Originally published January 6 2011
Vitamin supplements could save children from measles and diarrhea deaths
by S. L. Baker, features writer
(NaturalNews) According to UNICEF, about two million children die each year from diarrhea. And according to the World Health Organization (WHO), around 200,000 people -- mostly children -- also die annually from measles. But there's an effective way to reduce childhood sickness and death from these diseases. A new study by Cochrane researchers strongly endorses the promotion and use of vitamin A supplements, based on an extensive review of research that shows the vitamin slashes the incidence of measles and diarrhea and ultimately saves lives.
The researchers pointed out that vitamin A deficiency is commonly found among people in low and middle income countries. The result can be impaired body functions, an increased risk of blindness, infections and premature death.
WHO currently recommends vitamin A supplements for pregnant mothers and children. However, according to the new study, which was just published in the Cochrane Database of Systematic Reviews, critics of vitamin A supplementation programs have argued that the use of the vitamin isn't effective in developing countries. But the new review, which investigated 43 trials involving 15,633 children between six months and five years of age, shows the vitamin is clearly a lifesaver.
In all, giving vitamin A capsules reduced the risk of death from any cause by 24% compared to placebos or usual medical treatment without vitamin A. Bottom line: this equates to saving the lives of almost a million vitamin A deficient children each year.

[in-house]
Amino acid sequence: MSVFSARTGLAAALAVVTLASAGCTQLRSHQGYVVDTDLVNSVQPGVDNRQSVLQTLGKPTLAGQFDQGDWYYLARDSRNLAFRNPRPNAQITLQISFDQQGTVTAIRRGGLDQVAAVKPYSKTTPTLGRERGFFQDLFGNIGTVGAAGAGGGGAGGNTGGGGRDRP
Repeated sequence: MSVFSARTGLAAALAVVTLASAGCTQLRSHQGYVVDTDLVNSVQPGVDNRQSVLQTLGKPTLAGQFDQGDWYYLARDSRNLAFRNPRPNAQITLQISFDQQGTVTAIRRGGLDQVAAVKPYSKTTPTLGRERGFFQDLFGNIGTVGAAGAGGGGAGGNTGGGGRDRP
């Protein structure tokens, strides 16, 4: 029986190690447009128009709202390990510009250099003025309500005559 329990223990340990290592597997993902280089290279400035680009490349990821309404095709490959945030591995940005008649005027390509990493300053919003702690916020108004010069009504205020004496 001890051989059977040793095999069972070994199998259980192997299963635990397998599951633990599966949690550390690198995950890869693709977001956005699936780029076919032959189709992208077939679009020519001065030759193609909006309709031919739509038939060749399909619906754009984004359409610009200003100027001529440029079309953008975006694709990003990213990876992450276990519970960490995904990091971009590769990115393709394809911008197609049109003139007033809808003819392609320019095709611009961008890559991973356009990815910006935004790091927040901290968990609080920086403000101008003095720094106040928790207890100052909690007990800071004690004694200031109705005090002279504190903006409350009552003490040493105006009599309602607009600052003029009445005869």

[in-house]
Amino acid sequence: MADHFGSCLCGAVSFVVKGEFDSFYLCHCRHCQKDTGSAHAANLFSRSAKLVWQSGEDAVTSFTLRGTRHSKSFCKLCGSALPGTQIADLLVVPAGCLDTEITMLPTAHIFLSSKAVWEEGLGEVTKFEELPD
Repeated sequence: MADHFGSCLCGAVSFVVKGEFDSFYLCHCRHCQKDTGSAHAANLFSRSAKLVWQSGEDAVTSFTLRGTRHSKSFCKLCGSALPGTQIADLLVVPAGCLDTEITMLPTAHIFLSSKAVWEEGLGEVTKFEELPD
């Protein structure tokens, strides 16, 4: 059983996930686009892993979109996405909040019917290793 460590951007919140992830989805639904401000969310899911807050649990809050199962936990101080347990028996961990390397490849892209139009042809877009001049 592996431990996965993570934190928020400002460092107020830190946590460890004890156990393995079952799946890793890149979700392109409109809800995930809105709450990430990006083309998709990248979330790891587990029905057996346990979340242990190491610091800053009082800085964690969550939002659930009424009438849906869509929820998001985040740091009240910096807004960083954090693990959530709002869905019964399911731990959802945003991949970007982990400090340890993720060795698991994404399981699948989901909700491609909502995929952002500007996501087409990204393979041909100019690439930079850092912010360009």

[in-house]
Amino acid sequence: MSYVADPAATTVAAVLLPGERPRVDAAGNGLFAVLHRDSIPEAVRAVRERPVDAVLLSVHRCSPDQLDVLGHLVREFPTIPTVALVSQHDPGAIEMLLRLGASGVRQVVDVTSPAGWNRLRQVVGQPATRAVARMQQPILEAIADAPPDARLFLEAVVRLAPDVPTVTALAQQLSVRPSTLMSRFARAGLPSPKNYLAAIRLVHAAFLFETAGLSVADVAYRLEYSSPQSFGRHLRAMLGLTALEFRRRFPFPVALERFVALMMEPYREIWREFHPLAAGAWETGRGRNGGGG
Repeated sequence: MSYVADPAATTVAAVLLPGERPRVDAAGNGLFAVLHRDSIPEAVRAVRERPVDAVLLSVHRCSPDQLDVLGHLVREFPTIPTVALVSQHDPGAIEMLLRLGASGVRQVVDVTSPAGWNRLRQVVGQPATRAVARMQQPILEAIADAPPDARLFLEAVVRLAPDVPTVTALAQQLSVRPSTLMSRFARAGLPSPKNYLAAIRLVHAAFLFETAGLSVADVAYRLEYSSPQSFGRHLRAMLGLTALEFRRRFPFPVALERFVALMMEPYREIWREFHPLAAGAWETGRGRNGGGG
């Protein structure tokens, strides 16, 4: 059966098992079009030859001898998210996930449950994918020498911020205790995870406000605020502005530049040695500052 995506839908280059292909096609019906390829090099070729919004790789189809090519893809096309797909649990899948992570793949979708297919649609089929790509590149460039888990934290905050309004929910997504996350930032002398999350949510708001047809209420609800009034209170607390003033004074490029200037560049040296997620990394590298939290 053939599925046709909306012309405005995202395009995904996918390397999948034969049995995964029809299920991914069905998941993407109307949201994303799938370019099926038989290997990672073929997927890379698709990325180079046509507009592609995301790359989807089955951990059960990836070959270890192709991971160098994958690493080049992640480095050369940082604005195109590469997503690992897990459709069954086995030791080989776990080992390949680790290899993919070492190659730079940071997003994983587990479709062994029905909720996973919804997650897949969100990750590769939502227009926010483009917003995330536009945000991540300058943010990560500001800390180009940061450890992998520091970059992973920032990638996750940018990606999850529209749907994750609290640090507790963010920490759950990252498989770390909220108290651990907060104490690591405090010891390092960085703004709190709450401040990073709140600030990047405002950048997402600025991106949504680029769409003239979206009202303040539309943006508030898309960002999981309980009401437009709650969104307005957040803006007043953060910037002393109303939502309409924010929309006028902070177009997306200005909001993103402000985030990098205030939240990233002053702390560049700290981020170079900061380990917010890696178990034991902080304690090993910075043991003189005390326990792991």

The review found that much of the benefit of vitamin A supplementation in developing countries appears to be related to the prevention of measles and diarrhea. "Giving vitamin A is associated with a reduction in the incidence of diarrhea and measles, as well as the number of child deaths due to these diseases," Zulfiqar Bhutta, Chairman of the Division of Women and Child Health at Aga Khan University in Karachi, Pakistan and the senior reviewer of the project, said in a statement to the media. "However, the effects of supplementation on disease pathways are not well understood, so this could be a focus for further studies."
The researchers strongly recommend continuing vitamin A supplementation programs in children under five. However, they noted this is not a permanent solution to the problem of vitamin A deficiency. "Fortification, dietary diversification, food distribution programs and horticultural developments such as home gardening and bio-fortification may provide more permanent relief," said Bhutta. "For example, vitamin A content could be increased in staples such as rice or growers may aim to promote use of biofortified foods such as orange sweet potato."
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